Recent data confirm epidemic rates of myopia (nearsightedness) in children. Myopia has been steadily rising so that one-third of the global population is estimated to be affected now, and half the world’s population (nearly 5 billion people) will be near-sighted (myopic) by 2050, according to a study published in the journal Ophthalmology and cited in Science Daily.
The study points out that the fast growth of myopia in children is mainly due to “lifestyle changes as a result of decreased time outdoors and increased near work activities.”
It’s also true that nearsightedness gets progressively worse year after year.
According to Dr. Kenneth Van Amerongen, optometrist and eye disease specialist in Loveland, Colorado, optical solutions to reduce the risk of myopia and slow its progression are available. Dr. Van, as he is called, says that myopia progression can be effectively slowed by the daytime use of multifocal soft contact lenses.
While contact lenses are generally safe and improve quality of life in older children, young children will benefit from learning to use and wear contacts safely and comfortably. “The use of soft multifocal contact lenses as a platform for
control in our children is exciting and effective when combined properly with a holistic myopia control strategy,” he said. “An effective myopia control strategy combines optical and lifestyle changes.”
Dr. Van Amerongen prescribes the following process for myopia management in children. First, multifocal soft contact lenses aimed at the correction of peripheral hyperopic defocus. In some cases, low-dose atropine eye drops that make the pupil of the eye larger and relax the muscles in the eye. Next, lifestyle changes that include increased exposure to daylight and reduced visual activities that require up-close focus. A comprehensive eye exam will determine the prescription for the contact lenses.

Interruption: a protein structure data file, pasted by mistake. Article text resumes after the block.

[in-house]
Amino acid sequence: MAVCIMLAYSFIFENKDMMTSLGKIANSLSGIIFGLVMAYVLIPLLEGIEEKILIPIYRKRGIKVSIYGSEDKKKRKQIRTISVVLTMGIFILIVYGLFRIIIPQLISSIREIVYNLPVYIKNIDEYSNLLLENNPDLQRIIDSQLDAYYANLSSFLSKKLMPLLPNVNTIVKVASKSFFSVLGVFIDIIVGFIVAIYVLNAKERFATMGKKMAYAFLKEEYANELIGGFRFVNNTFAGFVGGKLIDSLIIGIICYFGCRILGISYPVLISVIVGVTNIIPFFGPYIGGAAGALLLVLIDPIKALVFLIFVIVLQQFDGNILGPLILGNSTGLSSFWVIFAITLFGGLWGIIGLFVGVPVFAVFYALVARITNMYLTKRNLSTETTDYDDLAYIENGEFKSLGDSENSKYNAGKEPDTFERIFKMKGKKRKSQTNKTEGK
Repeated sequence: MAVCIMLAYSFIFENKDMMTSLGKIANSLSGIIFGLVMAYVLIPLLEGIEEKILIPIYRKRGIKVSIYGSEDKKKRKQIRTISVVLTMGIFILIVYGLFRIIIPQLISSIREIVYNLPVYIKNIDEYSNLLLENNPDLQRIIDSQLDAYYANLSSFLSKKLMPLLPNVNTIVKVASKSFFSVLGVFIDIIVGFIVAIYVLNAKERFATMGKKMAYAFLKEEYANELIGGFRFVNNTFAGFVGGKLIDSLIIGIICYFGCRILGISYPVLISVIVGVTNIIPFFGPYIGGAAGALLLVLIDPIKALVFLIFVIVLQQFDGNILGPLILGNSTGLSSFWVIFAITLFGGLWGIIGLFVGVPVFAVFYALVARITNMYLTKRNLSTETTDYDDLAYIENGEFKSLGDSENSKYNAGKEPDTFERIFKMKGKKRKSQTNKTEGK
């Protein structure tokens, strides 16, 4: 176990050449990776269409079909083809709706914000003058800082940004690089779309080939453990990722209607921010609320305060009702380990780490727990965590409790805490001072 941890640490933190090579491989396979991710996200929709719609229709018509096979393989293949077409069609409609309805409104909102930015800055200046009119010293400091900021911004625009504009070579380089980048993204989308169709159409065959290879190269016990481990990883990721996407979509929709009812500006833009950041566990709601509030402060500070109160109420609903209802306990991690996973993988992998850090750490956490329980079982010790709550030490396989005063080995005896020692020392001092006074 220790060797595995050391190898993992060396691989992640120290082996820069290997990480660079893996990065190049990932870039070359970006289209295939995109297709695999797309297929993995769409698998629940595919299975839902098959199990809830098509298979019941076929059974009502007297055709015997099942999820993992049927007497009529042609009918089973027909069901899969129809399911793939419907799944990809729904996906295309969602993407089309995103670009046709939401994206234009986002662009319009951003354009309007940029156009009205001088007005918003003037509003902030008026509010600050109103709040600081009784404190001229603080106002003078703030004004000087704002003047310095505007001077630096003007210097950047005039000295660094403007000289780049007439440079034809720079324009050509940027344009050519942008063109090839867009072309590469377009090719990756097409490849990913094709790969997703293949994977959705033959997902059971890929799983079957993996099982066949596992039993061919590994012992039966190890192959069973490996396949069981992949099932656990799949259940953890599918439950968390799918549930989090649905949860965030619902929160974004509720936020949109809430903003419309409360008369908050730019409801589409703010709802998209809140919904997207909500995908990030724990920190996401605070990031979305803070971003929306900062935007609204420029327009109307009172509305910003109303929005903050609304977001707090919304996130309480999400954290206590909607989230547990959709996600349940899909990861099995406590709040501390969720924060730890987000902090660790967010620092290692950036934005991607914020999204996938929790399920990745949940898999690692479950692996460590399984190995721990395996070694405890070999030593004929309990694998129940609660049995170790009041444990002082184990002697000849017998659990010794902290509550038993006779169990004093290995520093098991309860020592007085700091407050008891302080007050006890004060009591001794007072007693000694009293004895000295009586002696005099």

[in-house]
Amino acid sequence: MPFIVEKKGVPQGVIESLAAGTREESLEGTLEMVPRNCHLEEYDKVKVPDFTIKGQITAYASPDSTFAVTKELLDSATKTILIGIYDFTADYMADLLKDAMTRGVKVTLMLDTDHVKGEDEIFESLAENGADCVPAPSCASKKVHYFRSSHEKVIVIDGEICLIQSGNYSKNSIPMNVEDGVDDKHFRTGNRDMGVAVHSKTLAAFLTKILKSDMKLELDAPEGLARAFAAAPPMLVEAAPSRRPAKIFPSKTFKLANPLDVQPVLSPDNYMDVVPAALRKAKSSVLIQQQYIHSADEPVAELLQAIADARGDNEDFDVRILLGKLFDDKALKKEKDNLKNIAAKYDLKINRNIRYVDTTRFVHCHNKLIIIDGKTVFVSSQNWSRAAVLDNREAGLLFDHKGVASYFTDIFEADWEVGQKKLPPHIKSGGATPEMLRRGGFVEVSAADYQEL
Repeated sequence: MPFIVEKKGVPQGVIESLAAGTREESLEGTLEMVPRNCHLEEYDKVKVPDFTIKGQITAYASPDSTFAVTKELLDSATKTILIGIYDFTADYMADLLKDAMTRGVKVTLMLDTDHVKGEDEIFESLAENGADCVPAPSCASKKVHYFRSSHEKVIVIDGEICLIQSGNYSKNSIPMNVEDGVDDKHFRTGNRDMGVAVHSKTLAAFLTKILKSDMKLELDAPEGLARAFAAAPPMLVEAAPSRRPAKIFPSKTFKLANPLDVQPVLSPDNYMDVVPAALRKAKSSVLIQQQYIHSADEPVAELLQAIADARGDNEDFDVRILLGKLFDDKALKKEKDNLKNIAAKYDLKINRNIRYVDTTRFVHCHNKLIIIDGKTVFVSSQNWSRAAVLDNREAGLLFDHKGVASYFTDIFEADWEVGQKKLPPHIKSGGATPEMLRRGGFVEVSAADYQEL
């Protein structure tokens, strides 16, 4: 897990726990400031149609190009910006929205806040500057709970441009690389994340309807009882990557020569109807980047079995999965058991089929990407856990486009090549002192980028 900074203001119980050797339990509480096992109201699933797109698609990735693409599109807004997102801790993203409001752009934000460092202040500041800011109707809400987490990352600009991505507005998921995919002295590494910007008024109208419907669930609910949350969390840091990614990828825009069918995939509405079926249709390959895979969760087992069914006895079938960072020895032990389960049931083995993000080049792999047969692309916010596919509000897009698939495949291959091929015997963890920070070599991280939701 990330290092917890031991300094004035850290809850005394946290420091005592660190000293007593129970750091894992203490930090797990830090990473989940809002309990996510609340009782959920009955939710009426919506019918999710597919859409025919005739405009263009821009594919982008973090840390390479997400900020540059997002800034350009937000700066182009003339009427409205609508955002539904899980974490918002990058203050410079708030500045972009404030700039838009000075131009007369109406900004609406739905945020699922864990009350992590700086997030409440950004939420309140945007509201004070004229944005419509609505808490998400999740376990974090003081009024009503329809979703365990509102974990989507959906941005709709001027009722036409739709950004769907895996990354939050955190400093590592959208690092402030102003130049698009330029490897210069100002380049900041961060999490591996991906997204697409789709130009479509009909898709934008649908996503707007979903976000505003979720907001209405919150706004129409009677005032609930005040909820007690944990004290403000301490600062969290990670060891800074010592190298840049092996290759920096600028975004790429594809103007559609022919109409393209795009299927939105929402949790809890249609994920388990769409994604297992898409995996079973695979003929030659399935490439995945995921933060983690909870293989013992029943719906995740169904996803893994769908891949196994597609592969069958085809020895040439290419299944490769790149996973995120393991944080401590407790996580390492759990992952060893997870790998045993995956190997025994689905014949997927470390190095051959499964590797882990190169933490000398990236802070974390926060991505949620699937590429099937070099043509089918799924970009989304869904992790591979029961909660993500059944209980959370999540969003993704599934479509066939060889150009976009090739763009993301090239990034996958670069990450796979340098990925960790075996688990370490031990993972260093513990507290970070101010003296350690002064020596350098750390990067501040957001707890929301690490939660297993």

Comprehensive eye care management will slow the progression of myopia in children and also prevent them from becoming highly myopic, another reason to implement a strict
control procedure. High myopia is becoming the leading cause of blindness worldwide (a five-fold increase from 2000).
“Even if your children are not myopic,” Dr. Van Amerongen says, “I recommend they receive an eye exam each year by an optometrist or ophthalmologist so preventative measures can begin if they are found to be at risk. In addition, daylight exposure also reduces the risk of developing myopia. Children should be advised to spend sufficient time outdoors, especially up to age 12. Lastly, we can reduce the impact of this epidemic on our children with reduced time spent on near based visual activities. This especially includes electronic devices that require constant focusing up close.”
Dr. Van is taking appointments for myopic/nearsighted children to establish a course of action for slowing the progression of myopia. He will also examine children without myopia so that preventive strategies can be employed if they are at risk. Call (970) 667-5508 during office hours to book an appointment.